Reflections on GCABC/LMGC Conference

As my post of a few days ago announced, the Gifted Children’s Association of BC and the  Lower Mainland Gifted Contacts hosted a conference on Feb. 17th in Coquitlam. I attended, along with more than 100 parents and teachers, and co-ordinators from a number of lower mainland school districts, including Surrey, Vancouver, Burnaby, Richmond, Coquitlam and Maple Ridge.

In two hours I learned a great deal, so thanks to the organizers.  A series of PowerPoint presentations supported the explanation of programs for gifted children across the lower mainland.  Many of the presenters introduced parents of children in the programs, and they spoke eloquently about their children’s experiences.  The evening was a very positive experience for many.  Would I change anything?  Yes, I would.

In the first place, I would want to see attendees from across the province.  Although this was promoted as a provincial event, it was far from it.  Most of the attendees were from Coquitlam, and apart from one brave soul who had driven down from the Sunshine Coast, there was no-one from central or northern BC, or from Vancouver Island (apart from me). It would take more money and more work to make this provincial event truly representative. But it must be done if we are to find out what’s happening across BC and effect change.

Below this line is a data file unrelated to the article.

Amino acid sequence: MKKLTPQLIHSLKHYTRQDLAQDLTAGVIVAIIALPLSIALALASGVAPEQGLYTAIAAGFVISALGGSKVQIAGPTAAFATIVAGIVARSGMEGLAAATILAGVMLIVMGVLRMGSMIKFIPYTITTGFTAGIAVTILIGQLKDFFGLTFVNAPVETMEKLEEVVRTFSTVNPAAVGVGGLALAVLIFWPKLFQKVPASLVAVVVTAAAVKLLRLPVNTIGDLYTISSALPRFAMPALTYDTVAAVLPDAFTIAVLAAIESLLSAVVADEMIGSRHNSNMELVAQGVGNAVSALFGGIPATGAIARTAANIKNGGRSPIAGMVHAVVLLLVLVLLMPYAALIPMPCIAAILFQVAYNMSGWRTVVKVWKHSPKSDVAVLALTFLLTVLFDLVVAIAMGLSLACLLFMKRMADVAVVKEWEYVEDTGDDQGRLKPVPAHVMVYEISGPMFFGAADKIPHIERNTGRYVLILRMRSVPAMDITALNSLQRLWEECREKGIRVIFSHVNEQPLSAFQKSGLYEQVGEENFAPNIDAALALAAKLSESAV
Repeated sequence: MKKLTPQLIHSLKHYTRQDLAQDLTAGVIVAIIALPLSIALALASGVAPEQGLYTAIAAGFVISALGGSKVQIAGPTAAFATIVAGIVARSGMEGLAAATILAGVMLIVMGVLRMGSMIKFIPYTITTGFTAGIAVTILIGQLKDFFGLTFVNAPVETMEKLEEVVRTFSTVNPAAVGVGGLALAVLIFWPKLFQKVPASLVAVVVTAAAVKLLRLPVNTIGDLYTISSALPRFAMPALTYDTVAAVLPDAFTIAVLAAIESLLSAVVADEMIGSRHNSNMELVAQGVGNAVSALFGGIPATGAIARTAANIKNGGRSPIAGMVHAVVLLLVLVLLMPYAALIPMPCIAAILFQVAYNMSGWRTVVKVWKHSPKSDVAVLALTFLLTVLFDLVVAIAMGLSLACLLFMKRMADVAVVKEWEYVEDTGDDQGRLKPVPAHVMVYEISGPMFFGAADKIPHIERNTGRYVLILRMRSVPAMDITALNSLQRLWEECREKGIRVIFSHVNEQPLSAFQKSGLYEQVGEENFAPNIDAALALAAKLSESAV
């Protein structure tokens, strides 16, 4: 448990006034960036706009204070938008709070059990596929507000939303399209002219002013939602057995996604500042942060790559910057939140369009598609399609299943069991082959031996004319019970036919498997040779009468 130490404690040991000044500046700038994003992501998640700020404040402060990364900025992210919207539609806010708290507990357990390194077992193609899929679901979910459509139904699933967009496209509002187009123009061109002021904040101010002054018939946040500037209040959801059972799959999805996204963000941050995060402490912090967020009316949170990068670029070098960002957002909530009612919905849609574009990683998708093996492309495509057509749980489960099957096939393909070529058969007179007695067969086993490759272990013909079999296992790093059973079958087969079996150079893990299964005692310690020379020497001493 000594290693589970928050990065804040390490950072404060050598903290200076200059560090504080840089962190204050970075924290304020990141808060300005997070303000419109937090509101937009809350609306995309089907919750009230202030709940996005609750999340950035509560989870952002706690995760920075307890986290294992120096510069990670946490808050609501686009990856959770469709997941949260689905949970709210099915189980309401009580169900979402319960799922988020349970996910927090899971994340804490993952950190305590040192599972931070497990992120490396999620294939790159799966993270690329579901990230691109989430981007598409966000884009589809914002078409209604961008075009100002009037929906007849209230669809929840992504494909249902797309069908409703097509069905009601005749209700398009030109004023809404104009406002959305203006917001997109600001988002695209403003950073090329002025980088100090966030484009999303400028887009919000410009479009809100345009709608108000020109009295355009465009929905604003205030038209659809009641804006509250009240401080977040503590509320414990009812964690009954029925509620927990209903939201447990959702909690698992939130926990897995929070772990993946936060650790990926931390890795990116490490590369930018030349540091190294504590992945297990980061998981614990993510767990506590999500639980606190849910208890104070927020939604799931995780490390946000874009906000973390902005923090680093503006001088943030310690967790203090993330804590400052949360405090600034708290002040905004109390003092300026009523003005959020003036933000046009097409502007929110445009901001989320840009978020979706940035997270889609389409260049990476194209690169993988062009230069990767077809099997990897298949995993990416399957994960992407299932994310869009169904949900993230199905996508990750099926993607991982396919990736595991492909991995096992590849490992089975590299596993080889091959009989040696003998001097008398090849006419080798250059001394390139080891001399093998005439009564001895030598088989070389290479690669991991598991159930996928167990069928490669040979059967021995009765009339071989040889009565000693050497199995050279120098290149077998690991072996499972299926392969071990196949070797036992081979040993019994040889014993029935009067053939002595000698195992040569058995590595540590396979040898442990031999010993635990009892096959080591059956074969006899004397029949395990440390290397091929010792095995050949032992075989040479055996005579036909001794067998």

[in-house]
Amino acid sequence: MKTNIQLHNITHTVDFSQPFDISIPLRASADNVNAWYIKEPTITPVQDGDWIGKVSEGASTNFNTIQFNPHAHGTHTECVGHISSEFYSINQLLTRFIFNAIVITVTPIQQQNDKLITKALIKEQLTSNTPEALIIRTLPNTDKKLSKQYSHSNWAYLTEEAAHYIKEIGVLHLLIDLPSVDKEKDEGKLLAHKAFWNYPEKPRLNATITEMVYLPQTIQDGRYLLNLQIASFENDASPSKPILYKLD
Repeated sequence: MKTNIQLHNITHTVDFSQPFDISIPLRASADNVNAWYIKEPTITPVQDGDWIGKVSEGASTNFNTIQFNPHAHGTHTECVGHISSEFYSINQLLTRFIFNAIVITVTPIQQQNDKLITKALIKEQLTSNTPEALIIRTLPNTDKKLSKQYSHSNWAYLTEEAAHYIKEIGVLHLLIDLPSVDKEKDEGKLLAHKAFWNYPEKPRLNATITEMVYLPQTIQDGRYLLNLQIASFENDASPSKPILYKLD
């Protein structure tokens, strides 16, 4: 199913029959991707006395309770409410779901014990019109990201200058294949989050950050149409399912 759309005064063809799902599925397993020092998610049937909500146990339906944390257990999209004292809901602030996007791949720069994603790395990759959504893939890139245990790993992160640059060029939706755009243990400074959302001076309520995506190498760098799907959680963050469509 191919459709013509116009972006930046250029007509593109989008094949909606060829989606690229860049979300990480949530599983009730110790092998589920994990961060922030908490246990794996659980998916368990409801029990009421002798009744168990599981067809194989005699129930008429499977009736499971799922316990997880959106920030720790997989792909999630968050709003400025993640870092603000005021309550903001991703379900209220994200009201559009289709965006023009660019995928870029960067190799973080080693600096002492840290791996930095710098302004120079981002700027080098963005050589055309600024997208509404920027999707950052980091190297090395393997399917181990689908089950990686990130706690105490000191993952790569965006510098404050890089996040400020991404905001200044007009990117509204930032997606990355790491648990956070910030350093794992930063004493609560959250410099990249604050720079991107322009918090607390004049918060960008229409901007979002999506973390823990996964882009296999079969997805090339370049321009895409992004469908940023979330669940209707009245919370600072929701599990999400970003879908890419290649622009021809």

Secondly, I would have liked to hear more from the co-organizer, the Gifted Children’s Association of BC (GCABC), so that the audience could understand why it’s important to have a strong provincial voice.  GCABC needs to find the funds and membership to broaden its support base and sphere of influence.  For various reasons, the GCABC fell apart a few years ago and a few intrepid and committed people are trying to revive it. Look at their website and see what you can do to help.

Thirdly, I wanted answers to hard questions, and there needs to be more opportunity to ask.  There were some small group discussions at the end of the evening, with the audience divided into school districts, but we need to ask about provincial issues.  For example:

  • What insights do LMGC an GCABC have into the New Curriculum which does not appear to mention any Special Needs, including gifted?
  • Why does the provincial government champion an educational  policy based on a differentiated curriculum in heterogeneous classrooms, which research shows is not the best for children described as gifted?
  • Why have the numbers of identified gifted in BC dropped from about 23,000 in 1996 to approximately 5000 n 2015?

I enjoyed the conference, but I look forward to something bigger and wider in scope. I’m going to offer to help and I hope you’ll step up too.

This entry was posted in Advocacy, New Curriculum, Parents, Programs for Gifted, Research, School Issues, Special Needs, Teachers of Gifted, Upcoming Events and tagged , , , , , , , . Bookmark the permalink.